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Attending in NYC
You’ll love visiting New York City for TI2016. We’re here to help when it comes to meals, lodging, directions, and fun activities.
Meals & Lodging
For TI Conference attendees Trinity has arranged discounted rates at nearby hotels in addition to referrals to low-cost religious housing. Closer to the time of the conference, we’ll provide detailed information about lodging options and discounts. In addition, many meals throughout the conference are included in your registration fee.
When you arrive at Trinity Church for Trinity Institute, you’ll receive a welcome packet with local information and maps, but let’s face it, you’ll probably still get turned around from time to time. That’s why during conference hours you can call the Trinity Institute Concierge. The concierge can provide directions, recommend places to visit or eat, or answer any other questions you may have.
History and Attractions
Trinity Institute takes place in Lower Manhattan, an area of New York City rich with history and the location of the city’s financial district and 9/11 Memorial and Museum. It’s free to visit many local sights and attractions. If you’d like to prepare before you arrive, you can find information on attractions in Lower Manhattan, as well as maps and information on local restaurants, at www.downtownny.com.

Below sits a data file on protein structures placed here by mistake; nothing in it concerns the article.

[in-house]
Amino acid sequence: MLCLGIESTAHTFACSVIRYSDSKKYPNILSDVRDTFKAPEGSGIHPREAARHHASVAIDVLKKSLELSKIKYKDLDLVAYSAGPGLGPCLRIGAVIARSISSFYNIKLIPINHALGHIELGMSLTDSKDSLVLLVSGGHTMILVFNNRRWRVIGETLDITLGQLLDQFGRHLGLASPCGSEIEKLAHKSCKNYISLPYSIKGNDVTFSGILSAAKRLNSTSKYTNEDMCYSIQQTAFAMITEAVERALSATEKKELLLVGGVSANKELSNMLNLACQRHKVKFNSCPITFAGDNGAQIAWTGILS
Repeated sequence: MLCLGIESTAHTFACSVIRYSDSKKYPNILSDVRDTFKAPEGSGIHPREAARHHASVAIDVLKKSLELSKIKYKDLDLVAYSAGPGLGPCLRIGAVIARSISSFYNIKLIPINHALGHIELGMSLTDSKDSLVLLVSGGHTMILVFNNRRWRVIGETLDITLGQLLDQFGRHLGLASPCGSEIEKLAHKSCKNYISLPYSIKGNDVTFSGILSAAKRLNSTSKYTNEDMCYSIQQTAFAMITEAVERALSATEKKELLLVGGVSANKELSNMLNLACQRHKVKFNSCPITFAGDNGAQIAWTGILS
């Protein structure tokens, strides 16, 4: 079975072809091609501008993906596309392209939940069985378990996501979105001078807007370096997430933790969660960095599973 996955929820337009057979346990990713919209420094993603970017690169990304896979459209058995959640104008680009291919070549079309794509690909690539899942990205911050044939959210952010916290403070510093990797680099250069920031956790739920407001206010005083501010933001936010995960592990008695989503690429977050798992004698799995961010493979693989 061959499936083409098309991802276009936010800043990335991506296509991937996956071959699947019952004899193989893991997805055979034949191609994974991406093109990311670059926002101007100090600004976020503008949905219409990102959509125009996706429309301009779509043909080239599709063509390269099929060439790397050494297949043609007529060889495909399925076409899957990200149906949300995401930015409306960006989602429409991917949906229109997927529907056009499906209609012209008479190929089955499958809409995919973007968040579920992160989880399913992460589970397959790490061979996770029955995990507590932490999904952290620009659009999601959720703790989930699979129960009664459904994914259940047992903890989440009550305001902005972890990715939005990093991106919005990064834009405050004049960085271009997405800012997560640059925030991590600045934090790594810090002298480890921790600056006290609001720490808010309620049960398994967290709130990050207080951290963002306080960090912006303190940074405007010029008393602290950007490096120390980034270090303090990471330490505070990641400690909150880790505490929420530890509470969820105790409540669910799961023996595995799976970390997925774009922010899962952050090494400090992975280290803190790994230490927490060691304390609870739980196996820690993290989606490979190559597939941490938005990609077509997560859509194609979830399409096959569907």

Here are just a few points of interest within walking distance of Trinity Church:
- 9/11 Memorial and Museum - An outdoor memorial park and a museum commemorating the World Trade Center towers that were destroyed on September 11, 2001. The memorial park is free. Tickets for the museum are required and we recommend you purchase them online in advance.
- African Burial Ground National Monument – A sacred space in Lower Manhattan where both free and enslaved Africans were buried in the 17th and 18th centuries. Located at 290 Broadway, close to Foley Square and north of City Hall. Open Tuesday through Saturday. Free.
- Smithsonian National Museum of the American Indian - located in the beautiful Alexander Hamilton U.S. Custom House at Bowling Green, a few blocks south of Trinity Church, the museum explores the diversity of the Native people of the Americas.
- Wall Street - Once the site of an actual wall that marked the Dutch colony’s northern boundary; now the home of the New York Stock Exchange. Trinity Church is at the head of Wall Street. Free.
- Federal Hall - Site of George Washington’s inauguration as first President of the United States. On Wall Street, east of Trinity Church. Free.
- New York Stock Exchange - A National Historic Landmark building that houses the world’s leading trading floor. Across the street from Federal Hall. Free.
- St. Paul’s Chapel - a Trinity chapel built in 1766 and visited by George Washington after his inauguration and the site of a ministry for rescue and recovery workers at Ground Zero after the attacks of September 11, 2001. Just north of Trinity Church on Broadway and Fulton Street. Free.